Papua New Guinea is a struggling nation that ranks near the bottom of most indexes of human and economic development. It is also, as of this month, the new home of anyone who tries to reach Australia by boat to claim asylum.
That makes Australia the latest country to tighten the rules for those fleeing persecution. Beyond questions over whether the move will work and whether it’s legal, Australia’s decision raises a broader concern: Is the international commitment to refugee rights, which underlies the 1951 refugee treaty, starting to weaken?
Australian Prime Minister Kevin Rudd announced the change July 19, stressing that even those whose applications were approved would have “no chance” of settling in Australia. “This is a very hardline decision,” he said, but one that balances the country’s security with its obligations under the 1951 refugee convention.
That’s far from clear. Rudd said the change, under which Australia will pay Papua New Guinea an undisclosed sum, was intended to “combat the scourge of people smuggling.” But his real aim seems to be fending off his conservative challenger in this year’s election, Tony Abbott, who has campaigned on the slogan “Stop the Boats” and promises to make the military responsible for stopping refugee seekers if elected.
The United Nations High Commissioner for Refugees said in May that transferring asylum seekers is only appropriate if the receiving state can provide a fair and efficient claims process and access to health, education and basic services that meet international standards. If not, the transferring country is in violation of its obligations.
Papua New Guinea, where life expectancy is 63 years and the average adult has fewer than four years of education, ranks 156th (out of 186) on the UN Human Development Index. Whether the country can properly care for asylum seekers is at best an open question.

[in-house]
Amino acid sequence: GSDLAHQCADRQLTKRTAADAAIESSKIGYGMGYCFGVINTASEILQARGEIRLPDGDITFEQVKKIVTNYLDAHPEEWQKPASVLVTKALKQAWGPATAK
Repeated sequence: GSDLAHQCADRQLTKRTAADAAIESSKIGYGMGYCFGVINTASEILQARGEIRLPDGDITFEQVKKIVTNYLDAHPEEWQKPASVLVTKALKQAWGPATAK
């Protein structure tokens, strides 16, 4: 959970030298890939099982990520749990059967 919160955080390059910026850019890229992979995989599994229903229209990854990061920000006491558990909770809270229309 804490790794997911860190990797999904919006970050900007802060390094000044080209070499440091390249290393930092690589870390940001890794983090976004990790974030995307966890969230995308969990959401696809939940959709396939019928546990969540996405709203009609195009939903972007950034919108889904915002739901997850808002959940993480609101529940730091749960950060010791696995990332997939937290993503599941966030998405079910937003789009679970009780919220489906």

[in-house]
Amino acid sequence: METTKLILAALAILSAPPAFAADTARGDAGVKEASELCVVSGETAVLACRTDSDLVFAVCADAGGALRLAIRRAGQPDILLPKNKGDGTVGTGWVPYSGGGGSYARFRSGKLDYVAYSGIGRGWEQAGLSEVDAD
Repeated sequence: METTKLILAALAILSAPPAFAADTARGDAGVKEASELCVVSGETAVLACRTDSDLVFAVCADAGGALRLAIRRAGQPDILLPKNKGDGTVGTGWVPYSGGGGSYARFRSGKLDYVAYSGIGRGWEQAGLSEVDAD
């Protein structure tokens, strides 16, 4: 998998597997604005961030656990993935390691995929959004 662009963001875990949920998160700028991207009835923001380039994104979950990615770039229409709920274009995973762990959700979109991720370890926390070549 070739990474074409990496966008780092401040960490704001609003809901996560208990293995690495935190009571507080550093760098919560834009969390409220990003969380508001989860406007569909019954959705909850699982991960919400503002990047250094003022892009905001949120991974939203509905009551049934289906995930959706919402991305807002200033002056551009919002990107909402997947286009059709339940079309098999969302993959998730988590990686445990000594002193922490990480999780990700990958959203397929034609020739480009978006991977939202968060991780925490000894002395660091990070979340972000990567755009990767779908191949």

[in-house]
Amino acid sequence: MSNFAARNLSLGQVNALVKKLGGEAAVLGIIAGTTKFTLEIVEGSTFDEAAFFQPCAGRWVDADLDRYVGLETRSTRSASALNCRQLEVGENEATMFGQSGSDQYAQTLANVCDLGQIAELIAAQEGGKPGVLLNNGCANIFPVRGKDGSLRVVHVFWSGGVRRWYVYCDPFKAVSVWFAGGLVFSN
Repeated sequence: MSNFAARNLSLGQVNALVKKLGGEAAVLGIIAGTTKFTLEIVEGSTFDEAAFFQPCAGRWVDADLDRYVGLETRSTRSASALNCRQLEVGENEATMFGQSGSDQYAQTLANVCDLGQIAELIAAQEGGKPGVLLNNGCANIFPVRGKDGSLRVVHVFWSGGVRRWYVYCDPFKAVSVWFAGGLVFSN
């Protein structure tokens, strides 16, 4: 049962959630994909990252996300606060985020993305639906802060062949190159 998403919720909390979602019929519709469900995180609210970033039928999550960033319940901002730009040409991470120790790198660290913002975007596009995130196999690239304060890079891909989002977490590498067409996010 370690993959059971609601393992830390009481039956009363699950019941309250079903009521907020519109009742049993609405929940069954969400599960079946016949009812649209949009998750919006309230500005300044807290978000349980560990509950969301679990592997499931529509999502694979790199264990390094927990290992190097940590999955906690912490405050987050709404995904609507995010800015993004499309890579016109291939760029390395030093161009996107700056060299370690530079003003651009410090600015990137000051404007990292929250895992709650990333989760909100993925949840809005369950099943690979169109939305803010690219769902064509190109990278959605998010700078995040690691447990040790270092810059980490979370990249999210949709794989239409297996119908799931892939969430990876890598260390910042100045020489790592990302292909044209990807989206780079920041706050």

Even if it can meet that test, Australia’s decision faces a second challenge. The UN claims that the convention commits states to sharing the responsibility of protecting asylum seekers, rather than trying to shift that burden elsewhere. By that benchmark, Australia looks to be violating the spirit of the convention, if not the letter.
What’s the justification for Australia’s move? Despite Rudd’s tough talk, the country is not being swamped by ocean-going refugees. In 2011, it received just 3 percent of global asylum seekers. Last year, 7,379 people arriving by boat were processed as refugees, an increase of 43 percent over the previous year. But the 4,766 maritime asylum applications approved still represent just 0.02 percent of the country’s population, or about one for every 5,000 Australians.
By contrast, there will soon be one Syrian in Jordan for every six Jordanians, the result of Syria’s drawn-out civil war. Jordan, the 115th-richest nation in the world, can’t afford to pay its neighbors to take refugees off its hands. Australia, the 10th-richest nation, can. For both countries, however, there remains a moral obligation to provide a refuge for those fleeing persecution. Is it acceptable for a country to essentially buy its way out of it?
That’s the real risk of Australia’s new policy: Other countries might follow suit, thus weakening the norms of behavior that underlie the 1951 convention. In ways small and large, this process has already started. Last year, Canada overhauled its asylum system to restrict the ability of claimants from some countries to appeal the denial of their applications. A more worrisome case is Israel, which said last month that it would send Eritrean asylum-seekers to an unidentified third country.
The reluctance of the UNHCR to condemn Australia’s policy increases the risk that more countries will seek to follow its example. The commissioner’s office has stopped short of charging that Australia is violating the convention, saying only that it is “troubled” by the lack of adequate protection standards in Papua New Guinea, that the legal agreement with Australia has “significant shortcomings” and that integrating refugees there raises “formidable challenges.”
In diplomatic circles, that may qualify as harsh language. We can do better: What Australia is doing invites the unraveling of a treaty that has served the world well for 60 years. It may be that the treaty needs an update. Any changes, however, should arise from a proper debate among nations -- not as a result of politicians playing for votes by scapegoating asylum-seekers.
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